sábado, 4 de junho de 2011

alguns excertos de um bom professor

The object of fiction isn’t grammatical correctness but to make the reader welcome and then tell a story . . . to make him/her forget, whenever possible, that he/she is reading a story at all. The single-sentence paragraph more closely resembles talk than writing, and that’s good. Writing is seduction. Good talk is part of seduction. If not so, why do so many couples who start the evening at dinner wind up in bed?


A novel like The Grapes of Wrath may fill a new writer with feelings of
despair and good old-fashioned jealousy—“I’ll never be able to write anything that good, not if I live to be a thousand”— but such feelings can also serve as a spur, goading the writer to work harder and aim higher. Being swept away by a combination of great story and great writing—of being flattened,in fact—is part of every writer’s necessary formation. You cannot
hope to sweep someone else away by the force of your writing until it has been done to you.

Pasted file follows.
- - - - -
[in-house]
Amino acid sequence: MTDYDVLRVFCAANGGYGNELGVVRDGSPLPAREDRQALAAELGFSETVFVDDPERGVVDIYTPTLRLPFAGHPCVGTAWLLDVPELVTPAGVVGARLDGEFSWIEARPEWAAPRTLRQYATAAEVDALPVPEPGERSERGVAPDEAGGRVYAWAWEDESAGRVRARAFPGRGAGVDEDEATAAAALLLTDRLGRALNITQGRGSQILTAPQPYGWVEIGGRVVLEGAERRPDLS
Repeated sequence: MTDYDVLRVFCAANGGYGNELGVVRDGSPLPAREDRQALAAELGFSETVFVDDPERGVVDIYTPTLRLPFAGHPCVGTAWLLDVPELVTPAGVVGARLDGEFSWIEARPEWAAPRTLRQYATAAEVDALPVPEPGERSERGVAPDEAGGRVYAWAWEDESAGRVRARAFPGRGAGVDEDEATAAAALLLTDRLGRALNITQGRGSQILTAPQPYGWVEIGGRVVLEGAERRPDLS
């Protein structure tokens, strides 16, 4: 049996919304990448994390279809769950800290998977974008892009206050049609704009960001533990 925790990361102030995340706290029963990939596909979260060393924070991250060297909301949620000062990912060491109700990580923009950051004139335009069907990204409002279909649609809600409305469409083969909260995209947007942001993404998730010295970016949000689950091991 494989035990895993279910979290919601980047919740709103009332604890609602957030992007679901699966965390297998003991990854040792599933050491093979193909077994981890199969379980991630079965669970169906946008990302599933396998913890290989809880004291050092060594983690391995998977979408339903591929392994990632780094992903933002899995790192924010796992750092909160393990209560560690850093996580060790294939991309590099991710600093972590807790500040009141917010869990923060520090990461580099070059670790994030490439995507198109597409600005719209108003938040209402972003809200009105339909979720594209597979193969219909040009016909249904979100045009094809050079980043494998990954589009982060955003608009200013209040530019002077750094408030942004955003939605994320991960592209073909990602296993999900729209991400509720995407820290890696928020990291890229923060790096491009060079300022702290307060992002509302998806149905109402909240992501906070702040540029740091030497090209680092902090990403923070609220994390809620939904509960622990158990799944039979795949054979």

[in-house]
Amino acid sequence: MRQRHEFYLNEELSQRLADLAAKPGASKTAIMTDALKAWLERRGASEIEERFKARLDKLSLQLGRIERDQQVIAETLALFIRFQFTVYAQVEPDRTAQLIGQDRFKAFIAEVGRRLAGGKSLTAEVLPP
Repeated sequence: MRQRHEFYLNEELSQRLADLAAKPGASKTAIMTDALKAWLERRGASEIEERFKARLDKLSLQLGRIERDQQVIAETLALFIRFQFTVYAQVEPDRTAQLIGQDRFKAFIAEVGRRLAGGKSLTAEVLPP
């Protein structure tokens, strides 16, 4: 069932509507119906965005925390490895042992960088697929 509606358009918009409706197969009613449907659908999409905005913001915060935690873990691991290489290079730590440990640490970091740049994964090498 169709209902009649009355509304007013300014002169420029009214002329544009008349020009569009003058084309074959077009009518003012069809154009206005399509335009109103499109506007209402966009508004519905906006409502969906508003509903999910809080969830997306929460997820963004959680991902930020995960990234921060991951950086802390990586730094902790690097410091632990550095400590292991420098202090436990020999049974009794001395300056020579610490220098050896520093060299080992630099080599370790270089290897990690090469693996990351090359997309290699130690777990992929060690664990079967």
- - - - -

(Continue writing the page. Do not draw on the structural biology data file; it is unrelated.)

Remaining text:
One of my favorite stories on the subject—probably more myth than truth—concerns James Joyce. According to the story, a friend came to visit him one day and found the great man sprawled across his writing desk in a posture of utter despair.
“James, what’s wrong?” the friend asked. “Is it the work?”
Joyce indicated assent without even raising his head to look at the friend. Of course it was the work; isn’t it always?
“How many words did you get today?” the friend pursued.
Joyce (still in despair, still sprawled facedown on his desk):
“Seven? But James . . . that’s good, at least for you!”
“Yes,” Joyce said, finally looking up. “I suppose it is . . . but I don’t know what order they go in!”

On Writing - Stephen King.

3 comentários:

LN disse...

Já leste Pynchon?

Tolan disse...

Não. Fala de escrever, é?

LN disse...

Não. Ensina a escrever, porque é um Deus-escritor, um dos últimos vivos.

Acho que tem muito do que procuras.

Se conseguires o Arco-íris da gravidade, de que só há uma edição brasileira, a não ser que leias o original, lê e relê. O Bloom considera-o canônico do romance pós-moderno.